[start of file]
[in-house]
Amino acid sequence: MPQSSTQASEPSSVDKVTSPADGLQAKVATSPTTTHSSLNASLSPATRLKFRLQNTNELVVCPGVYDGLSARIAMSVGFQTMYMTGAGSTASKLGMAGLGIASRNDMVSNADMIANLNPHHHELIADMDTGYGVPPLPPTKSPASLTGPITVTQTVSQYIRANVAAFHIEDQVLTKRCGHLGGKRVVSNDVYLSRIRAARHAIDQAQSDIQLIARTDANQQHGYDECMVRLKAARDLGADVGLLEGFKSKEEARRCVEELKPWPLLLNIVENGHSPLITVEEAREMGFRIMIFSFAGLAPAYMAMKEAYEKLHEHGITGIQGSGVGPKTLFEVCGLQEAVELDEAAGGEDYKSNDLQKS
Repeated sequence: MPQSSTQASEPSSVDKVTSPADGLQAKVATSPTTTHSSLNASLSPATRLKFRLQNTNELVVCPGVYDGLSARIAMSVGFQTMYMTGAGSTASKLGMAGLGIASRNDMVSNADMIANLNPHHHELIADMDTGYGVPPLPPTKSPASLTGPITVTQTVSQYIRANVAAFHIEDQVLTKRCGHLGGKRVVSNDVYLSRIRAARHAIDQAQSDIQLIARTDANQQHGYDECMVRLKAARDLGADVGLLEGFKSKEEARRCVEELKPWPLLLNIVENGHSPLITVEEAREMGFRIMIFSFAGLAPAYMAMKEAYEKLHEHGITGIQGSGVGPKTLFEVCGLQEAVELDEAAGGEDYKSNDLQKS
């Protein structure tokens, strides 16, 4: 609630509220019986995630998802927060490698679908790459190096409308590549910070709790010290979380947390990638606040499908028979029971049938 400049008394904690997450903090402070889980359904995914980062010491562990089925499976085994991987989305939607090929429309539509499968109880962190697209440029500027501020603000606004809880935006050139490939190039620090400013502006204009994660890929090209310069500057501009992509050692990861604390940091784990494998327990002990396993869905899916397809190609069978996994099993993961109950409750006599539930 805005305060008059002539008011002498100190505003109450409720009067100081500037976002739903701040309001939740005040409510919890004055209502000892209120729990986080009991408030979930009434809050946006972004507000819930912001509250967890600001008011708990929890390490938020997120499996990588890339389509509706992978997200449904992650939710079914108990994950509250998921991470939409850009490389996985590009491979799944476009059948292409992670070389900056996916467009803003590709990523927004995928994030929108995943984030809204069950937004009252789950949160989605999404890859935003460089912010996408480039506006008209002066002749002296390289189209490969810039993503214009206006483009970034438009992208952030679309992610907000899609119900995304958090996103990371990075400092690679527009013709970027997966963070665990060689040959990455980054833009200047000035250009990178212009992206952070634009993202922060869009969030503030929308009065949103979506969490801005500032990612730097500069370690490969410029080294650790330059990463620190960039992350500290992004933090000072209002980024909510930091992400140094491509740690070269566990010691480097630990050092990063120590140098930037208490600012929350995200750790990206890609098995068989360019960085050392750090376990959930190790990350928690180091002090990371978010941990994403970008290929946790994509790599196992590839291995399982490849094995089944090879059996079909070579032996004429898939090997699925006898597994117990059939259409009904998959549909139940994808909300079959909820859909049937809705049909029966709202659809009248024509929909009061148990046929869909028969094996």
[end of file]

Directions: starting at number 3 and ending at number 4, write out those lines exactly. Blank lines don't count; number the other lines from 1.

Repeated sequence: MPQSSTQASEPSSVDKVTSPADGLQAKVATSPTTTHSSLNASLSPATRLKFRLQNTNELVVCPGVYDGLSARIAMSVGFQTMYMTGAGSTASKLGMAGLGIASRNDMVSNADMIANLNPHHHELIADMDTGYGVPPLPPTKSPASLTGPITVTQTVSQYIRANVAAFHIEDQVLTKRCGHLGGKRVVSNDVYLSRIRAARHAIDQAQSDIQLIARTDANQQHGYDECMVRLKAARDLGADVGLLEGFKSKEEARRCVEELKPWPLLLNIVENGHSPLITVEEAREMGFRIMIFSFAGLAPAYMAMKEAYEKLHEHGITGIQGSGVGPKTLFEVCGLQEAVELDEAAGGEDYKSNDLQKS
């Protein structure tokens, strides 16, 4: 609630509220019986995630998802927060490698679908790459190096409308590549910070709790010290979380947390990638606040499908028979029971049938 400049008394904690997450903090402070889980359904995914980062010491562990089925499976085994991987989305939607090929429309539509499968109880962190697209440029500027501020603000606004809880935006050139490939190039620090400013502006204009994660890929090209310069500057501009992509050692990861604390940091784990494998327990002990396993869905899916397809190609069978996994099993993961109950409750006599539930 805005305060008059002539008011002498100190505003109450409720009067100081500037976002739903701040309001939740005040409510919890004055209502000892209120729990986080009991408030979930009434809050946006972004507000819930912001509250967890600001008011708990929890390490938020997120499996990588890339389509509706992978997200449904992650939710079914108990994950509250998921991470939409850009490389996985590009491979799944476009059948292409992670070389900056996916467009803003590709990523927004995928994030929108995943984030809204069950937004009252789950949160989605999404890859935003460089912010996408480039506006008209002066002749002296390289189209490969810039993503214009206006483009970034438009992208952030679309992610907000899609119900995304958090996103990371990075400092690679527009013709970027997966963070665990060689040959990455980054833009200047000035250009990178212009992206952070634009993202922060869009969030503030929308009065949103979506969490801005500032990612730097500069370690490969410029080294650790330059990463620190960039992350500290992004933090000072209002980024909510930091992400140094491509740690070269566990010691480097630990050092990063120590140098930037208490600012929350995200750790990206890609098995068989360019960085050392750090376990959930190790990350928690180091002090990371978010941990994403970008290929946790994509790599196992590839291995399982490849094995089944090879059996079909070579032996004429898939090997699925006898597994117990059939259409009904998959549909139940994808909300079959909820859909049937809705049909029966709202659809009248024509929909009061148990046929869909028969094996």